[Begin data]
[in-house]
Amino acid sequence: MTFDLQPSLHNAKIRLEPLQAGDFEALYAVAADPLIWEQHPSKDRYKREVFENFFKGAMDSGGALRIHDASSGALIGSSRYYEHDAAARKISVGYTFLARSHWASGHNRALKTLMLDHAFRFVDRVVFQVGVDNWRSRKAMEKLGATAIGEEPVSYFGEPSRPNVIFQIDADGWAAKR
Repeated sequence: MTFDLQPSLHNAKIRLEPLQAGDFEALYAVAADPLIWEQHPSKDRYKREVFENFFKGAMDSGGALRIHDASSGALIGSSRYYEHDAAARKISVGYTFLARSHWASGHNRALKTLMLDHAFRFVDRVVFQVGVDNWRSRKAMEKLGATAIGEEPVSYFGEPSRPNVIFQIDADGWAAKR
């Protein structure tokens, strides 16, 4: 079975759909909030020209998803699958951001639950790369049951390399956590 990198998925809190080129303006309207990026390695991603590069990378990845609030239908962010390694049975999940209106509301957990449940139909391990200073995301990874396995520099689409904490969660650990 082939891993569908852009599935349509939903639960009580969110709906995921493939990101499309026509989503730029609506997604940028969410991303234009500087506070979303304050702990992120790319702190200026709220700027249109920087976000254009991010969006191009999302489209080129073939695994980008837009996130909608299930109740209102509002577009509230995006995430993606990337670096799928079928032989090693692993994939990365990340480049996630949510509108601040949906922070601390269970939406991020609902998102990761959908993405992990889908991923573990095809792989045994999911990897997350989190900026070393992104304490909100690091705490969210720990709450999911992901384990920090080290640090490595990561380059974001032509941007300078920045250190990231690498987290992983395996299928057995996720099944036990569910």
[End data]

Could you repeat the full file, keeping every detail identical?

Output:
[in-house]
Amino acid sequence: MTFDLQPSLHNAKIRLEPLQAGDFEALYAVAADPLIWEQHPSKDRYKREVFENFFKGAMDSGGALRIHDASSGALIGSSRYYEHDAAARKISVGYTFLARSHWASGHNRALKTLMLDHAFRFVDRVVFQVGVDNWRSRKAMEKLGATAIGEEPVSYFGEPSRPNVIFQIDADGWAAKR
Repeated sequence: MTFDLQPSLHNAKIRLEPLQAGDFEALYAVAADPLIWEQHPSKDRYKREVFENFFKGAMDSGGALRIHDASSGALIGSSRYYEHDAAARKISVGYTFLARSHWASGHNRALKTLMLDHAFRFVDRVVFQVGVDNWRSRKAMEKLGATAIGEEPVSYFGEPSRPNVIFQIDADGWAAKR
């Protein structure tokens, strides 16, 4: 079975759909909030020209998803699958951001639950790369049951390399956590 990198998925809190080129303006309207990026390695991603590069990378990845609030239908962010390694049975999940209106509301957990449940139909391990200073995301990874396995520099689409904490969660650990 082939891993569908852009599935349509939903639960009580969110709906995921493939990101499309026509989503730029609506997604940028969410991303234009500087506070979303304050702990992120790319702190200026709220700027249109920087976000254009991010969006191009999302489209080129073939695994980008837009996130909608299930109740209102509002577009509230995006995430993606990337670096799928079928032989090693692993994939990365990340480049996630949510509108601040949906922070601390269970939406991020609902998102990761959908993405992990889908991923573990095809792989045994999911990897997350989190900026070393992104304490909100690091705490969210720990709450999911992901384990920090080290640090490595990561380059974001032509941007300078920045250190990231690498987290992983395996299928057995996720099944036990569910």